By Letter to the Editor on April 16, 2020.
It may be akin to passing gas at a funeral right now, but it is nonetheless worth remarking on the astonishing facility with which many of our presumed civil liberties have been swept aside in the face of the current threat from a faceless microbe rather cryptically named the novo-coronavirus – a.k.a. COVID-19. All of sudden, a bunch of guys you wouldn’t otherwise want to lend your car to for the afternoon – Doug Ford, Jason Kenney, Viktor Orban, Boris Johnson, Donald Trump – are telling us to get off the streets and out of public places and stay there until told otherwise.
My gawd! They’re using cop cars with loudspeakers in some places! Now this is, of course, in pursuit of foiling an insidious and pernicious contagion, and therefore laudable on the face of it. However, it does otherwise beg a certain degree of reflection as to the durability of what we might otherwise assume to be our “freedoms” – the two great pillars of which are freedom of expression and freedom of assembly.
It’s already an increasingly creepy world in which society is morphing rapidly into a mish-mash of virtual streaming images and bits of text on digital devices of one form or another. This has suddenly accelerated to the nth degree as we rebound off the ubiquitous threat from the virus and scurry into safe spaces from which we peer out at one another and the broader world. Hey, remember this old McLuhan saw? – “The medium is the message.”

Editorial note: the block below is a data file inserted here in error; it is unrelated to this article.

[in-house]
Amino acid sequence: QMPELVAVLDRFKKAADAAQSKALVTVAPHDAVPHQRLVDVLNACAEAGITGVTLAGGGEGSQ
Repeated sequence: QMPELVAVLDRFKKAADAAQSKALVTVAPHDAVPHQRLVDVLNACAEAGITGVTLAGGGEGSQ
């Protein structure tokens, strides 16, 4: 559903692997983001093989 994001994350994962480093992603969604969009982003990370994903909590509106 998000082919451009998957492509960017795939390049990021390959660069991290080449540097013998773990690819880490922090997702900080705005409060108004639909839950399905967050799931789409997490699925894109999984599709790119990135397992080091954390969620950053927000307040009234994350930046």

Laughably dated, of course. But waitÉ Yes, just what is the message in this medium? Well, for a 70-year-old like me, and a creature of a communitarian socio-political tradition, the message is quite clear – when danger strikes at the heart of things, do not band together in solidarity to face the threat, as has been done for a thousand years or more, but rather flee apart into burrows and succumb to Order.
OK, OK, it is clinically necessary and simply pragmatic under circumstance. Yet it is also profoundly Orwellian in nature, and the abiding concern will be when and to what extent this extraordinary suspension of freedoms will be reversed and placed back in its dangerous box. For it is the nature of power to enjoy power. Everything we are as free people seeks to be wary of that volatile and malignant rot.